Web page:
University City

UNC Charlotte panel discussion: Can police search your cell phone?

Nearly every student has a cellphone, but how many know what their legal rights to keep that phone private during an encounter with police?

During UNC Charlotte’s Constitution Day panel discussion, “Can the Police Search Your Cell Phone?” students and community members are invited to learn more about the legal precedents in place in an age of digital evidence, said event host Kathleen Nicolaides.

Nicolaides, a senior lecturer in criminal justice and criminology and a former federal prosecutor, has helped organize the annual Constitution Day panel since its inaugural year in 2005. She said the event helps recognize the federal Constitution Day, or Citizenship Day, Sept. 17.

In the decade she’s been helping organize the event – sponsored by UNCC’s Department of Criminal Justice and Criminology, the Pre-law Society and the Division for Academic Affairs – finding topics both relevant and interesting to students has been a challenge, Nicolaides said.

“Students hear the word ‘Constitution’ and think of an old, dusty document,” she said. “(Students) think it’s not relevant, but it is.”

The 2014 panel will focus on the Fourth Amendment and recent decisions made by the U.S. Supreme Court regarding search and seizure of cellphones and other digital evidence, Nicolaides said.

Charlotte School of Law professor Scott Broyes, a former assistant U.S. attorney for the Western District of North Carolina, will be part of the panel. So will Charlotte-Mecklenburg Police Detective Brent Foushee, a 26-year veteran of the department who has also served as an adjunct faculty member in UNCC’s Criminal Justice and Criminology Department.

Nicolaides said both speakers’ real-world experience can help make the subject relatable for students and the public.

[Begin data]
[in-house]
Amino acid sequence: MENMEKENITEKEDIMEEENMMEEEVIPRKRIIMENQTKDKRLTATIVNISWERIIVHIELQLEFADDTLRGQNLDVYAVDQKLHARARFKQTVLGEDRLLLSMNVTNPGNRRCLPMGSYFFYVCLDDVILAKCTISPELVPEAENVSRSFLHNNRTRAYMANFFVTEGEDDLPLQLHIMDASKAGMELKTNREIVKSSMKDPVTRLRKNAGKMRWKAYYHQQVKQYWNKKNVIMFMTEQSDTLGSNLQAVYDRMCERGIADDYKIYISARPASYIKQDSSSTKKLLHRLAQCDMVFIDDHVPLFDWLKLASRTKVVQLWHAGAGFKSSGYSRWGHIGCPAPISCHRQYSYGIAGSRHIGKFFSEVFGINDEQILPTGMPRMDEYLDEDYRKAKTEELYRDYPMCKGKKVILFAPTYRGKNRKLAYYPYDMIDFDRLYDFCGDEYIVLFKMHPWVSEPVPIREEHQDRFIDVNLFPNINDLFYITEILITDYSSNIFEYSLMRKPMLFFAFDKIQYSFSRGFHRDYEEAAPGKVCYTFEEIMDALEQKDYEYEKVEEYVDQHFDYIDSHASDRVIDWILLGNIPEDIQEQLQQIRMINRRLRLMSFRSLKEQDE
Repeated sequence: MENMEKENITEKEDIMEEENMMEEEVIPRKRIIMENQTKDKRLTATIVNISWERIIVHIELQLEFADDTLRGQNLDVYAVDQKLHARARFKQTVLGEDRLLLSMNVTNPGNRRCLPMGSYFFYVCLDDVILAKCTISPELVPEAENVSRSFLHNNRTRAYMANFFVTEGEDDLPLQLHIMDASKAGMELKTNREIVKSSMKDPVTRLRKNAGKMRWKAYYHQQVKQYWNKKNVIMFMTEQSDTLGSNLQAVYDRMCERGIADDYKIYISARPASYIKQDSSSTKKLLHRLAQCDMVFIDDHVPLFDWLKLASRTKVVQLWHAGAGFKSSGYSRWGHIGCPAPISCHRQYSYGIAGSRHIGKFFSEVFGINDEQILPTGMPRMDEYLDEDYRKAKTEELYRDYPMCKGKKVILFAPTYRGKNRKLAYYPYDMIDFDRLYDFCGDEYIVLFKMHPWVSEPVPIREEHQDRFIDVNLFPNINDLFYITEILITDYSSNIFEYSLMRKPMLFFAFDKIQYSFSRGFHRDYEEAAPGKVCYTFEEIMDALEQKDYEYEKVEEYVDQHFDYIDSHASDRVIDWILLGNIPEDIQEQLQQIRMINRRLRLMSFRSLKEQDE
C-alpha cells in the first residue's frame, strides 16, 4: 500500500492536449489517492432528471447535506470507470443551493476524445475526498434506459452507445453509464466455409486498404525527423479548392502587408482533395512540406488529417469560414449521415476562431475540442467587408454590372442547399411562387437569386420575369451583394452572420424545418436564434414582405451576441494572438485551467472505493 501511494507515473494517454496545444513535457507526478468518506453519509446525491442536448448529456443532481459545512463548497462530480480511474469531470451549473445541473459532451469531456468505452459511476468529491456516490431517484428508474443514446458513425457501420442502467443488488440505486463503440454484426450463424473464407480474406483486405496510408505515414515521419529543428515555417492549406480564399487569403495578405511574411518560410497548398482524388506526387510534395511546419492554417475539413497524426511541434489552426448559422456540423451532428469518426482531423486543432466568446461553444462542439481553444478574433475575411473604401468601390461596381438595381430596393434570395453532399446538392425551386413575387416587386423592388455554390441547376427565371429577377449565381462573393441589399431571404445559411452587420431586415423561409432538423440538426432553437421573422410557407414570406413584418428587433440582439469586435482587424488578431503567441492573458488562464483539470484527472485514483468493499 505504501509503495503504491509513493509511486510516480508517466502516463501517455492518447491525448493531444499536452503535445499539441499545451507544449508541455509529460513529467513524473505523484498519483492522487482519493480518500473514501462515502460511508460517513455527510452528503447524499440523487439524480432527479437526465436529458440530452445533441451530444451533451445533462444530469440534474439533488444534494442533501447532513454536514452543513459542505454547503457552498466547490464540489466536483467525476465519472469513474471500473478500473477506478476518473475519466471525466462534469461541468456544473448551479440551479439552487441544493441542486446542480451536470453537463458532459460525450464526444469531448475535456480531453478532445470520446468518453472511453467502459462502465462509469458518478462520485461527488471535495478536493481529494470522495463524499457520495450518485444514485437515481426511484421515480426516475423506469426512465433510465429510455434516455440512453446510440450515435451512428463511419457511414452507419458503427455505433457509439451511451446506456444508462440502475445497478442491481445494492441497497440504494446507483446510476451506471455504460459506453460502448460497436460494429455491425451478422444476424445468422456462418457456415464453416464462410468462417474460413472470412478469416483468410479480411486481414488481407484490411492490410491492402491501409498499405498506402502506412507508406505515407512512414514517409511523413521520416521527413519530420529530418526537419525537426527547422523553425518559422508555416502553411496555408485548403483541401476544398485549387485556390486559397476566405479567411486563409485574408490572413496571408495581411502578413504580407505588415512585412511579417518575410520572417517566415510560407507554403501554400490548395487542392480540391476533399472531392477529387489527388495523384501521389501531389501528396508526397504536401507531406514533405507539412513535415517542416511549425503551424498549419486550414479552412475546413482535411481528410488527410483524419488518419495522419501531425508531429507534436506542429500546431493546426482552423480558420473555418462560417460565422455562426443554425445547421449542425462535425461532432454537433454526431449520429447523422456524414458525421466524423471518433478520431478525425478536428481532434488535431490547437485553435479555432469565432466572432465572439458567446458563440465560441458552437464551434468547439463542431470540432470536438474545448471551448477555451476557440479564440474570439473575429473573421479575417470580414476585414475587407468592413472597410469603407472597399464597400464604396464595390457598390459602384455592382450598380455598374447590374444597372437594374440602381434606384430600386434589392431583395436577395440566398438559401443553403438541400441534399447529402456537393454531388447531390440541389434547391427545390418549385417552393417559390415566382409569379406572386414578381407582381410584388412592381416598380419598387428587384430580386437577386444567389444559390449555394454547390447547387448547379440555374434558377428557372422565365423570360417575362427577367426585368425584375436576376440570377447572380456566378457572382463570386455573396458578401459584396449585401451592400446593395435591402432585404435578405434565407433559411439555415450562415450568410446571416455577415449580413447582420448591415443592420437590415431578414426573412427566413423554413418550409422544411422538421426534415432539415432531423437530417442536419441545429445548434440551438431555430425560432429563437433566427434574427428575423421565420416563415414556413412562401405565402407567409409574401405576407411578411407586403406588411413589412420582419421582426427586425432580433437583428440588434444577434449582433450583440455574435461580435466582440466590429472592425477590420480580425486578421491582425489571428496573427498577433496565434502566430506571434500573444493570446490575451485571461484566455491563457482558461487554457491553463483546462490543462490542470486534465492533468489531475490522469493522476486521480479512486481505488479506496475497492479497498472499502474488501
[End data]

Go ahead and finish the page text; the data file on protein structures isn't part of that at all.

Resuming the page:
“We’re hoping more of a connection can be made on the relevancy of the Fourth Amendment to everybody,” she said.

New to the event this year will be four student moderators who will represent various organizations on campus, Nicolaides said.

Christopher Estrada, 25, a UNCC senior and one of the student moderators, is president of the criminal justice honor society Alpha Phi Sigma.

While many students know what’s happening with the NFL scandal involving Ray Rice and domestic violence, fewer keep up with larger national issues that directly affect them, Estrada said.

“When I heard we were doing this, I was really excited because I felt it really will be beneficial to students once they leave UNCC,” Estrada said.

Estrada has attended Constitution Day previously and said this year’s topic is particularly interesting and timely.

“I think we’ll get the interest,” Estrada said of student attendance. “A lot of people I’ve talked to didn’t know that’s what (this year’s panel) would be about. (But) they realize it really is important.”

Shayleen Morris, 27 – also a UNCC senior, and president of the university’s Pre-law Society – is another student moderator. She said the topic has been “eye-opening” for the students she’s talked to.

“Cellphones are everywhere. All your personal information is on there: your contacts, credit card info,” Morris said. “It could be incriminating.

“There’s the assumption … you just wouldn’t say ‘no’ to police,” she said. “It’s important to know what law enforcement can do and what (the public’s) rights are.”

Other student moderators are Casey Aldridge, who will represent the Levine Scholars Program, and Brittany Nunn, president of the Business Honors Program.

Morris said she’s looking forward to the question-and-answer period, particularly to questions from students outside the political science, pre-law or criminal justice fields.

There also will be discussion on the legal questions unanswered, such as what digital devices – computers, cellphones – police and federal agents can have access to during emergencies such as a terror event, Nicolaides said.

Past Constitution Day topics have included a look at the 2006 case in which three Duke lacrosse players were falsely accused of rape, National Security versus personal privacy and the appointment of Supreme Court justices.

Panelists have been guests on WFAE’s (90.7 FM) “Charlotte Talks” news program on occasion, as a way to further engage the larger community, Nicolaides said. Between students and community members, past events have drawn close to 400 attendees.

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